“So the decisions we had to make to survive all these circumstances had an impact on our ability to attend to the maintenance and created a backlog in maintenance in our State Parks.”
Lein said State Parks generates a huge economic impact for the state to the tune of almost $400 million. The vast amount of State Parks funding comes from user fees.
“All this taking of money from State Parks is like killing and eating the goose that lays the golden egg,” he said. “When you tinker with parks and rob it of its money, it can’t function properly and continue to be that viable, positive economic engine that’s generating almost $400 million a year.
“We need to protect the money because it protects the state’s economy. We know that resonates with the public, and we know that State Parks being self-sufficient resonates with the public.”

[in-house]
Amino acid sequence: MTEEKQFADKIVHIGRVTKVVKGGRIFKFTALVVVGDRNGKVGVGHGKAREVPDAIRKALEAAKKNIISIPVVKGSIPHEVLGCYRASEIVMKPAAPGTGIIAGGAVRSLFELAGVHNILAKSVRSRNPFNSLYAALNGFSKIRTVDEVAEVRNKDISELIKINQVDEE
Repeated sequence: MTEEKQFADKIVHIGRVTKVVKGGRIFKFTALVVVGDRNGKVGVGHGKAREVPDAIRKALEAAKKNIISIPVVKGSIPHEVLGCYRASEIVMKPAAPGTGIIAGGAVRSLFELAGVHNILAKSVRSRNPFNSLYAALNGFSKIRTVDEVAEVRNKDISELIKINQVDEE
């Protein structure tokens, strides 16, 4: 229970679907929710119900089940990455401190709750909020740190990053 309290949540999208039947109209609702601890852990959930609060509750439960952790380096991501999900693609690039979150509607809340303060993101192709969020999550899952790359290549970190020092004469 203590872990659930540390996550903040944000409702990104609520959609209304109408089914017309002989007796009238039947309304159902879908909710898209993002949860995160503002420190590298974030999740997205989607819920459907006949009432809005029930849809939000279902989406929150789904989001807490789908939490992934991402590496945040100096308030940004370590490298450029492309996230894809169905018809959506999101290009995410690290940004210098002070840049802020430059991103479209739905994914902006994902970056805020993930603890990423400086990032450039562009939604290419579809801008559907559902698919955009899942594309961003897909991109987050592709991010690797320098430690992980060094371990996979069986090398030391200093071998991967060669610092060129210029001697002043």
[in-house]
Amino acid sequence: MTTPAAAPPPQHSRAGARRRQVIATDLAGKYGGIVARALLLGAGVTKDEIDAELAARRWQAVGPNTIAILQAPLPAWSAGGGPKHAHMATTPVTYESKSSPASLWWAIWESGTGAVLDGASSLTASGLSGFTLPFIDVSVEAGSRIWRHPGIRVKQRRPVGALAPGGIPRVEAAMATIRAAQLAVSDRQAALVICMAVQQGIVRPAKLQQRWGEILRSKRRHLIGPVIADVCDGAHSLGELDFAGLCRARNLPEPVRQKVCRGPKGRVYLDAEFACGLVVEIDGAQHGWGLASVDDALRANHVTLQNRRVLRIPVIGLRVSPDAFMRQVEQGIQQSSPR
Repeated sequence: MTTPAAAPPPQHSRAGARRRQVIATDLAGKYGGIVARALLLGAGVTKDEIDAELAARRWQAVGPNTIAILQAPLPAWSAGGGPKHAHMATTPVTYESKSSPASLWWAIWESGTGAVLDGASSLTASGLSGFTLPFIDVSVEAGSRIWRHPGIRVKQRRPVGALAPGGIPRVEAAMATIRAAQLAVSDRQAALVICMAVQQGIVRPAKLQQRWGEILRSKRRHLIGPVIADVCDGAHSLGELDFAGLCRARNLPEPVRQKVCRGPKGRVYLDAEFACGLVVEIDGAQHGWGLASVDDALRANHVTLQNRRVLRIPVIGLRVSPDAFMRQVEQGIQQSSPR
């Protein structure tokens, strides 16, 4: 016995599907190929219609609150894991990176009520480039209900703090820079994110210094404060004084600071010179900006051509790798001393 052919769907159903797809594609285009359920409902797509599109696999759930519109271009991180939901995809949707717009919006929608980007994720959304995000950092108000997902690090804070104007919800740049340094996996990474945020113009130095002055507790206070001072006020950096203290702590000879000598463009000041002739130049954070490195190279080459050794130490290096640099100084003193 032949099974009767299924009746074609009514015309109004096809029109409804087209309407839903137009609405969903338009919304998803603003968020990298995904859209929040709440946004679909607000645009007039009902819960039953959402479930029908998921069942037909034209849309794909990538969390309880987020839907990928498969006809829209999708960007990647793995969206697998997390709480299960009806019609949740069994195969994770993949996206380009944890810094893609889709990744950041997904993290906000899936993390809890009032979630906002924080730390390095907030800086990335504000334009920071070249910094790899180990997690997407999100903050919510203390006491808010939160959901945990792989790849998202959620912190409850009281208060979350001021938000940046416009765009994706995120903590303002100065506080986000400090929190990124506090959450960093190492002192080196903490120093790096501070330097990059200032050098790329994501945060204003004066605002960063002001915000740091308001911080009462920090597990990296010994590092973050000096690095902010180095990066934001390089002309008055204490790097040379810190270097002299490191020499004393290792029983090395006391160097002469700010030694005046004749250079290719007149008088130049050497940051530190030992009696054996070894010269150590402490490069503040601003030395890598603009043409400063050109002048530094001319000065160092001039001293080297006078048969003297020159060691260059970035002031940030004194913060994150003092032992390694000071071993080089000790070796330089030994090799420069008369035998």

There is a provision within Amendment 2 that allows State Parks to contract with private companies to provide concession services.
“That provision is not a requirement, it’s a ‘may,’” Lein said. “We already have legal authority through the Concession Act to place some of our facilities or properties under a concession agreement if we find that is the most suitable avenue for us. This provision just clarifies that for us so that we have a level playing field and a tool in the tool box if we need it. Again, this is just an option for us.”